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Discussion Starter #1
Been trying to do 2 part molding and it always seems to be missing parts. Each time I remold the same casting its a different part. I would like to mold without adding filler to correct it. Any advice what I am doing wrong.


Thanks in advance
 

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Wish I could help ya, but since I changed locations and the air quality is much different and not as controllable as my old place, I'm getting alot of pits, and the resin is comming out soft at times...
It sounds to me, you may have a humidity problem too... I have put a dehumidifier in and am having much, much better results with my first run... I don't have to do anymore filling and the pieces release much better too...
Hope that gives ya a tip... Good luck !!!
 

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Discussion Starter #3
Wish I could help ya, but since I changed locations and the air quality is much different and not as controllable as my old place, I'm getting alot of pits, and the resin is comming out soft at times...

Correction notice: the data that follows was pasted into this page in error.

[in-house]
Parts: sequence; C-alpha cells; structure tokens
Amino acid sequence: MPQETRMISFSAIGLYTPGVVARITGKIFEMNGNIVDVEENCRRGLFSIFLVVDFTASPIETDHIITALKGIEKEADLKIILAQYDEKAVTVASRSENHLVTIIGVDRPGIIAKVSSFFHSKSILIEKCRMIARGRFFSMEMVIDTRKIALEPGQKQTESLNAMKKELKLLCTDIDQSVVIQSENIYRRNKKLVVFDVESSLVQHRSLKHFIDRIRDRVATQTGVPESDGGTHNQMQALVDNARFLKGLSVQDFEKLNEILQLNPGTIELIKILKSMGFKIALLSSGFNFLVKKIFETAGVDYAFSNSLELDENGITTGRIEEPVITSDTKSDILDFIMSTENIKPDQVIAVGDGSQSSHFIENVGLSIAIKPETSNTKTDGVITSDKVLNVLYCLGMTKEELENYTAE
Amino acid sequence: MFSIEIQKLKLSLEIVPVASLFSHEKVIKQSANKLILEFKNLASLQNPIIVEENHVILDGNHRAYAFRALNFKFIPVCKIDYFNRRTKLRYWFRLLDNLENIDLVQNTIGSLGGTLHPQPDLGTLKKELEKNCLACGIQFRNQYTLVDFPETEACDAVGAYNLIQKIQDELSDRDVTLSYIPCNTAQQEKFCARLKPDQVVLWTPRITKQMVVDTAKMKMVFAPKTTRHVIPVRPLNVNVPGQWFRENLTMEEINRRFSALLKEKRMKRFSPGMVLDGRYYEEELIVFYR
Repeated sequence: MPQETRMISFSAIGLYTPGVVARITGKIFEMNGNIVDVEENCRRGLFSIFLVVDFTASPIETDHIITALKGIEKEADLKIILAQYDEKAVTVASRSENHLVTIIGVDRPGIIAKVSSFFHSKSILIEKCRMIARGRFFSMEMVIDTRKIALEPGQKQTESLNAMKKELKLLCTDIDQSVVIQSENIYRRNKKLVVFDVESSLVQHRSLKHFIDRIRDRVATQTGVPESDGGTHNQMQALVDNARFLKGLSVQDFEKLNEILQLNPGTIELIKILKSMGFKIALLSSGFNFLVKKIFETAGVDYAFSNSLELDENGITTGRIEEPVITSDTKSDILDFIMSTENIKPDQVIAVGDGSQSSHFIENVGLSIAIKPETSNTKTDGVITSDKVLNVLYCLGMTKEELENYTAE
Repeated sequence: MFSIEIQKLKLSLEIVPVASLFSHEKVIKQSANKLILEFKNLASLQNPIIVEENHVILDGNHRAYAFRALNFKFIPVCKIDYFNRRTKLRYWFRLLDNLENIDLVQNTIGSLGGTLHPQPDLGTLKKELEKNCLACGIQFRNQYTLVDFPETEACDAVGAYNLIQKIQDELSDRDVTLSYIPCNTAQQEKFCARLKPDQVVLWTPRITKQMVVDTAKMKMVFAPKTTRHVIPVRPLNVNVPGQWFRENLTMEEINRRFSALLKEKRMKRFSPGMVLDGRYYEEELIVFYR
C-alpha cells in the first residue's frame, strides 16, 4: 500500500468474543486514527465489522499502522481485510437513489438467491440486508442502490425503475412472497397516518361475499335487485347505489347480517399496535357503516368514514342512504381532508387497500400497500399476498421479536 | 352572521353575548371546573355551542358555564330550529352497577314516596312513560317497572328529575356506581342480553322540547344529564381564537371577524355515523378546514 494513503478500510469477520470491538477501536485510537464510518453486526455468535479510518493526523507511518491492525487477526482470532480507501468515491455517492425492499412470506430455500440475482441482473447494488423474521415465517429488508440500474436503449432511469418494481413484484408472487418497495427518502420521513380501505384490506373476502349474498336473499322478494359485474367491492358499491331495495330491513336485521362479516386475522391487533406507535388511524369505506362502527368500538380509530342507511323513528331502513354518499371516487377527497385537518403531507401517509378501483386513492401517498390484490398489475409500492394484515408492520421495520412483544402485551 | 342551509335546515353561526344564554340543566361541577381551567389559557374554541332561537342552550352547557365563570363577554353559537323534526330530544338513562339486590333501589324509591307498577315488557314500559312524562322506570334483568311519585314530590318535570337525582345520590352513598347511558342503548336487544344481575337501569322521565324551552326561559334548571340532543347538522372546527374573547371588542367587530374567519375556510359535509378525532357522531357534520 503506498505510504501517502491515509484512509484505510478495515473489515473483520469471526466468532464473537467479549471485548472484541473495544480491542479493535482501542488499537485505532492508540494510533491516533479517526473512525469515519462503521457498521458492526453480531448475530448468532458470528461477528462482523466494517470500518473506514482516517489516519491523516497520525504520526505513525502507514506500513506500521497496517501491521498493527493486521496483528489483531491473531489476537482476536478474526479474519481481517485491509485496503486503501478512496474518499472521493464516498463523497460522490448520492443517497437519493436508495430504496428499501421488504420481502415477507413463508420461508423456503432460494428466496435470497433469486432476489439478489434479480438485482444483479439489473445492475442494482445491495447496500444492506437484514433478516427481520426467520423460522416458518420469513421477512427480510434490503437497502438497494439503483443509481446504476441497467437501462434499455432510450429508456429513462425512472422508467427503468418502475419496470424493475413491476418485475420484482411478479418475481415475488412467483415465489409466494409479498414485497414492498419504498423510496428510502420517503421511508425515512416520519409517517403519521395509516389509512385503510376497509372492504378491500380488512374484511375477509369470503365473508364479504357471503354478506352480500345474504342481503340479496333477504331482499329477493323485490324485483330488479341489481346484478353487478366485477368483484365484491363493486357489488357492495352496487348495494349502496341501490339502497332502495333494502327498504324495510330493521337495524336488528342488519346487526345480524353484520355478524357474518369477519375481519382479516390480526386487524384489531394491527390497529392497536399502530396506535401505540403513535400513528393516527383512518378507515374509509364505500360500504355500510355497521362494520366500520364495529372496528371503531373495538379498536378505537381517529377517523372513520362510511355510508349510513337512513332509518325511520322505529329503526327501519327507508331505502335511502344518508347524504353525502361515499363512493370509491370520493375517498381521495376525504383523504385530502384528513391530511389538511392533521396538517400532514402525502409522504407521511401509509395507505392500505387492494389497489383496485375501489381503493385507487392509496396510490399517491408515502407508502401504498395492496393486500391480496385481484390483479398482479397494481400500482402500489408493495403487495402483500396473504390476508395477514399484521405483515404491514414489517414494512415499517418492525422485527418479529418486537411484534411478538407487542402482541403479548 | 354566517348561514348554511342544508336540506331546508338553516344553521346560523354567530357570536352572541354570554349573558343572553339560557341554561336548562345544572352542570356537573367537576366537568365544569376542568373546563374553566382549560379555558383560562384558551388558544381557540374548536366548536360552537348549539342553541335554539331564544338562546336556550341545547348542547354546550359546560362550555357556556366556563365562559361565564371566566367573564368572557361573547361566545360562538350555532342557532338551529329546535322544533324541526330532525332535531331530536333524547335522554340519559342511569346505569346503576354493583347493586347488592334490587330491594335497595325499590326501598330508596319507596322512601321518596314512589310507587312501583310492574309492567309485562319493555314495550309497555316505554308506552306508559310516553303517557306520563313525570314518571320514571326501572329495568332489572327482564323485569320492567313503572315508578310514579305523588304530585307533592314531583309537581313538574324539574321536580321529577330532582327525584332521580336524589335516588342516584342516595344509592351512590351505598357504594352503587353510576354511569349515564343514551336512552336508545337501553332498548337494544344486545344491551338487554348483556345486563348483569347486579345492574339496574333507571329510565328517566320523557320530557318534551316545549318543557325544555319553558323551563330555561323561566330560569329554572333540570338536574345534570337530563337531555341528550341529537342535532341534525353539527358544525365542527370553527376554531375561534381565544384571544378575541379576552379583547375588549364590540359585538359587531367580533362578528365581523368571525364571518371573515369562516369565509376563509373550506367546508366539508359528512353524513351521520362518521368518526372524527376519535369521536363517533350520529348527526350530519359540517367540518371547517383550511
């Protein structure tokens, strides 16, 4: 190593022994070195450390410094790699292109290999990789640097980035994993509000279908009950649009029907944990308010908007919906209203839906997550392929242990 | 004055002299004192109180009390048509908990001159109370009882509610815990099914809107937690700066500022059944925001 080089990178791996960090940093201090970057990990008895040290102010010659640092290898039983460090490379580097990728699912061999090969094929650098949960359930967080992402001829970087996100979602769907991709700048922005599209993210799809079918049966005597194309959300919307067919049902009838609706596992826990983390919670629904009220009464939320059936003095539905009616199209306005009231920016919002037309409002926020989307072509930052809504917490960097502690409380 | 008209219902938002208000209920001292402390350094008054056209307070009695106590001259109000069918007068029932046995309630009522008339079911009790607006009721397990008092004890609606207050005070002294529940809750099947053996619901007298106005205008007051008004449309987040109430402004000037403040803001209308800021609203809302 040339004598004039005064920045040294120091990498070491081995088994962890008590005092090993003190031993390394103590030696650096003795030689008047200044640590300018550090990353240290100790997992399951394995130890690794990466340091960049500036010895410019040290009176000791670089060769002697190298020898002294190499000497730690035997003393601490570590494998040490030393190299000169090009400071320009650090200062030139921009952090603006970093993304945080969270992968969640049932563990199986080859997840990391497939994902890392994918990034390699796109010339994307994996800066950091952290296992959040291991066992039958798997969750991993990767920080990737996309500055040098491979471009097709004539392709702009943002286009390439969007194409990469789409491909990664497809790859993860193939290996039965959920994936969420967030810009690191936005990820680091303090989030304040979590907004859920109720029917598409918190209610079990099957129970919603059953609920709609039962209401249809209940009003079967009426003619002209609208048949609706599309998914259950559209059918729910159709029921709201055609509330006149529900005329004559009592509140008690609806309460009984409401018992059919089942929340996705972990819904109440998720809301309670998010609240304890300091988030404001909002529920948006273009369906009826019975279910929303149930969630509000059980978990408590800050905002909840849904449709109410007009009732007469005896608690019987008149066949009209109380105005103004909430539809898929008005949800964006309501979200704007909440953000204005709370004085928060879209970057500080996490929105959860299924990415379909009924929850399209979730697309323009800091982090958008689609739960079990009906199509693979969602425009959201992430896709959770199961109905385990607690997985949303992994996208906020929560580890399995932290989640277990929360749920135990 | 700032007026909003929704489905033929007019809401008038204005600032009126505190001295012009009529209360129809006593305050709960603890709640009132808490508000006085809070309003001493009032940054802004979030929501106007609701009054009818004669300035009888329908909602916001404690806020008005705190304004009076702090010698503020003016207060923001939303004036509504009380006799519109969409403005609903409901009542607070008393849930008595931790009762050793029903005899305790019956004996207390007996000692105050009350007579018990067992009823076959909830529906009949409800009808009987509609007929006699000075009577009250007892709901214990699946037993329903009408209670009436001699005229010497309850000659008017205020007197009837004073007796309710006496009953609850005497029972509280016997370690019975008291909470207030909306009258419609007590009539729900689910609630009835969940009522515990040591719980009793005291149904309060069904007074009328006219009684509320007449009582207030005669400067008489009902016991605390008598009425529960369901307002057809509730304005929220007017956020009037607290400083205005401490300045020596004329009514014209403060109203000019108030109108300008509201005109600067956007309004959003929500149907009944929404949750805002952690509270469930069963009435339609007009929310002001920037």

It sounds to me, you may have a humidity problem too... I have put a dehumidifier in and am having much, much better results with my first run... I don't have to do anymore filling and the pieces release much better too...
Hope that gives ya a tip... Good luck !!!
That could be it, it seems the resin is not filling all points of the mold.
This stuff is time cunsuming and expensive, especially when you have to correct it with filler then sand..
 

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is your mold perfect? or does that have the holes as well?your best bet i think would be get some resin thinner, thin a tiny bit out then brush on a layer over the mold and let it set up some and pour the non thinned resin into the mold..or can jut brush the resin on and pour it in...brushing will make sure you got a good coat on all surfaces as air bubbles can get trapped under the resin.
 

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Discussion Starter #5